31/01/2014 - 12:11

Empty seats in key departments

31/01/2014 - 12:11


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With Treasury chief Tim Marney departing for a role in the mental health sector, the Barnett government faces the task of finding permanent senior executives for several key departments.

Empty seats in key departments
NEW ROLE: Under-treasurer Tim Marney is set to become the state’s next mental health commissioner. Photo: Grant Currall

Mental health advocates have welcomed the appointment of under-treasurer Tim Marney as the state’s next mental health commissioner.

Premier Colin Barnett last week announced Mr Marney would succeed Western Australia’s inaugural mental health commissioner, Eddie Bartnik, on February 17.

The Western Australian Association for Mental Health applauded the appointment of Mr Marney, praising his vocal advocacy of mental health issues and willingness to speak about his own experiences with depression and anxiety.

Mr Marney departs from Treasury just three and a half years into a five-year contract, with his deputy, Michael Barnes, set to fill the under-treasurer role on an acting basis.

The Barnett government now faces the task of finding permanent senior executives for several key departments.

Efforts to find a new director-general for the Department of Health were put on hold last year, despite the government spending more than $100,000 on the search following the departure of Kim Snowball in March.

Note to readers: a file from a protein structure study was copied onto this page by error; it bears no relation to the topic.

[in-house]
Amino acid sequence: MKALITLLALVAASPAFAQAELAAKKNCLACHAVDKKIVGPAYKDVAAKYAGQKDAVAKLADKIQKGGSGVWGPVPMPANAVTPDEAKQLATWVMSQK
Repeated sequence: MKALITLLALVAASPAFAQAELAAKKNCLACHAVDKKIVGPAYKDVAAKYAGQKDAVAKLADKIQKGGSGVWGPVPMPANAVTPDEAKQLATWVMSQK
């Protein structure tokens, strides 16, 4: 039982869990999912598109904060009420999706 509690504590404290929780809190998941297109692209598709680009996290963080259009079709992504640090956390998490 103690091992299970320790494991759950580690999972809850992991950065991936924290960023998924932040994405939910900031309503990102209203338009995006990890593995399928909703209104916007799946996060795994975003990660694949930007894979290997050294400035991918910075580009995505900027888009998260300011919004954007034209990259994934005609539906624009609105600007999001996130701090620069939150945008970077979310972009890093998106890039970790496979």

This prompted the opposition to suggest potential candidates were reluctant to take on the high-pressure role due to dysfunction within the department.

Mr Snowball, who departed as one of WA’s highest-paid senior bureaucrats on a salary of $615,000, said the demands of the job had taken a toll on his personal life.

The government extended the contract of acting director-general Bryant Stokes to October this year, but Mr Stokes has indicated he does not wish to head up the department on a permanent basis.

The Department of Health is WA’s second-biggest government department with 35,858 staff, according to Business News IQ data, narrowly trailing the Department of Education.

In terms of revenue, it is by far the largest of all government departments, bringing in $5.6 billion in the 2013 financial year, the bulk of which (3.87 billion) is funded from state government coffers.

The Department of Planning is also on the lookout for a new senior executive, following the departure of director-general Eric Lumsden in September last year to focus on his role as chair of the WA Planning Commission.

Duncan Ord, who was previously deputy director-general at the Department of Aboriginal Affairs, is currently overseeing the role on a short-term basis.

Other departments without a permanent senior executive include the Department of Culture and the Arts and the newly created Department of Parks and Wildlife.

The Salaries and Allowances Tribunal last year determined senior public servants, members of parliament, judges, magistrates and statutory appointees should receive a 2.6 per cent salary increase, following an inquiry into the remuneration of public office-holders.

The ruling will take the upper end of the prescribed annual salary range for long-serving directors-general to more than $500,000.


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